The best conference bag

14Nov12

I get to go along to a lot of industry conferences, and goody bags are pretty standard fair. I expect that most of them quickly find their way to landfill, which is always a shame. A couple of years ago I was visiting somebody who I’d met at a conference, and I had one of my old bags with me and he commented ‘oh yeah – that one was a keeper’. I’m travelling again, and like a faithful companion it’s with me once more. So what makes a good conference bag?

  • Light weight. Most people will have come with their own bag anyway, so they don’t want to carry much extra stuff back with them. This applies doubly so if people have travelled by air and face the ever more stingy check in and carry on allowances.
  • Pack flat. If the bag can be put on top of other stuff in some carry on then it’s more likely to make it home. This means no padding.
  • Large capacity. A useful bag should be able to hold a laptop, chargers, a couple of tablets, a bottle of water, an umbrella, sundries like boxes of tea and a coat (i.e. the minimum viable leave the hotel for the day kit).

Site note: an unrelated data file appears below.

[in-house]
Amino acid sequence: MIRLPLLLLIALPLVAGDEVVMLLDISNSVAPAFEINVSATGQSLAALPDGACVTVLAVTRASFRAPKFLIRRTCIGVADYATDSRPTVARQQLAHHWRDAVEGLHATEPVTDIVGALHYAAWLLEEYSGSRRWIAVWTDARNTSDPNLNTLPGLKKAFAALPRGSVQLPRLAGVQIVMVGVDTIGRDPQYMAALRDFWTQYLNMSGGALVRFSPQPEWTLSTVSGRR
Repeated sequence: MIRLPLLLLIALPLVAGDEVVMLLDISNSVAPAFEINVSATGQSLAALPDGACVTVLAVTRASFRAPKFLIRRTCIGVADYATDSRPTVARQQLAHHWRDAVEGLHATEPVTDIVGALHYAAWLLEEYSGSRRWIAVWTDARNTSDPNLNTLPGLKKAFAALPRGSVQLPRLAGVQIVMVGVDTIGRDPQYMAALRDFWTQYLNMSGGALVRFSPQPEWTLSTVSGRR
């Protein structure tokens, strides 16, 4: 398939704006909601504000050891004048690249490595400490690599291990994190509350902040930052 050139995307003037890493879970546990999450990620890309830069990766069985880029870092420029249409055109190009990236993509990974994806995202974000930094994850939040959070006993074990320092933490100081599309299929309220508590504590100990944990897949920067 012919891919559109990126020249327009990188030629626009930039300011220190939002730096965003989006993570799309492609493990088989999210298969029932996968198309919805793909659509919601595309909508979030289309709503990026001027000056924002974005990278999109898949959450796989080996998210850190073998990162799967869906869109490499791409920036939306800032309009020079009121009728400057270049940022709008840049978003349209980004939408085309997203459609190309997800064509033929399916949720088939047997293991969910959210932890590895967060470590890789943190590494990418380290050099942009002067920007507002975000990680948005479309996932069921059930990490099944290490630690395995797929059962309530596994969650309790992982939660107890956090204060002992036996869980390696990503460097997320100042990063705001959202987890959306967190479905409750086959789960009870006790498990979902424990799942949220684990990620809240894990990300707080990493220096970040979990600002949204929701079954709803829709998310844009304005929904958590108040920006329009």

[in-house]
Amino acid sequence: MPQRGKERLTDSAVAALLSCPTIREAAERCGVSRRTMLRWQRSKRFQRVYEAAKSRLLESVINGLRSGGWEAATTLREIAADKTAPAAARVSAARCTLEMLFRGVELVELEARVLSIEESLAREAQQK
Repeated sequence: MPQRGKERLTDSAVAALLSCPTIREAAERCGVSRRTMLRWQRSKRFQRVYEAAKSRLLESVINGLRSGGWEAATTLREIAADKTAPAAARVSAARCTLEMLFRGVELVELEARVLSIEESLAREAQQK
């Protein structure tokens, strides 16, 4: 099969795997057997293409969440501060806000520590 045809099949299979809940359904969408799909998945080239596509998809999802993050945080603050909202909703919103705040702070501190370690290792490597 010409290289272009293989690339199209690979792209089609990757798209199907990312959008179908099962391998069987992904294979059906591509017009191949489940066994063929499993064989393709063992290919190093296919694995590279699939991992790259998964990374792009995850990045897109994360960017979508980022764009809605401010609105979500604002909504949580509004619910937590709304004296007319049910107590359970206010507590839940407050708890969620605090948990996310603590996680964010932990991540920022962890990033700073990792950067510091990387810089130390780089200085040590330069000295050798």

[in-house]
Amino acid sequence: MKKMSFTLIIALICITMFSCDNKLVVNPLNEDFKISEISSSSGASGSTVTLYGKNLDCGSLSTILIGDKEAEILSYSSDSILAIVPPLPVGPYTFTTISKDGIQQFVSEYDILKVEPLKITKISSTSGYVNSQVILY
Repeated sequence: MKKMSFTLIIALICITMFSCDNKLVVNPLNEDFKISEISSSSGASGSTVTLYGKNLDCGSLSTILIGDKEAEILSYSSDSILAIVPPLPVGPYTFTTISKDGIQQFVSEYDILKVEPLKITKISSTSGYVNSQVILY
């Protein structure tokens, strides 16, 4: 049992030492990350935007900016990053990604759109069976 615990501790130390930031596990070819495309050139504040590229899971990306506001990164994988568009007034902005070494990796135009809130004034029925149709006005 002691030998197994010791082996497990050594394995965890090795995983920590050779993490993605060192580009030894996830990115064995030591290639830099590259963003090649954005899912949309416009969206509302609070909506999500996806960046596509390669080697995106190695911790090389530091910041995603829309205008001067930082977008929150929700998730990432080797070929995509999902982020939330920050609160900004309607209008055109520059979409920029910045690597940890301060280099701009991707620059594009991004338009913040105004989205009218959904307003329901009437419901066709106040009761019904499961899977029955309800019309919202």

• Robust. It’s no good if it falls apart.
  • Shoulder and hand straps.
  • Business card holder (so that it can find its way home if lost).

My old faithful was made by Leeds and given away by Burton Group at their 2004 Catalyst Europe conference – I think the sponsors on the other side have got more than their money’s worth by (somebody) choosing a good quality product. I’ve managed to break one of end pouches, which turned out to be not quite strong enough to hold a 500ml bottle of water, but it’s otherwise held up well to years of travel, and often gets thrown into my carry on empty (so I can bring home some extra stuff) or with the gadgets I want on a flight (so I don’t have to mess around with my luggage too much). I’ve also held onto a few 24esque ‘Jack pack‘ bags I got from QCon as they’re great for holding shotgun cartridges and other shooting paraphernalia.



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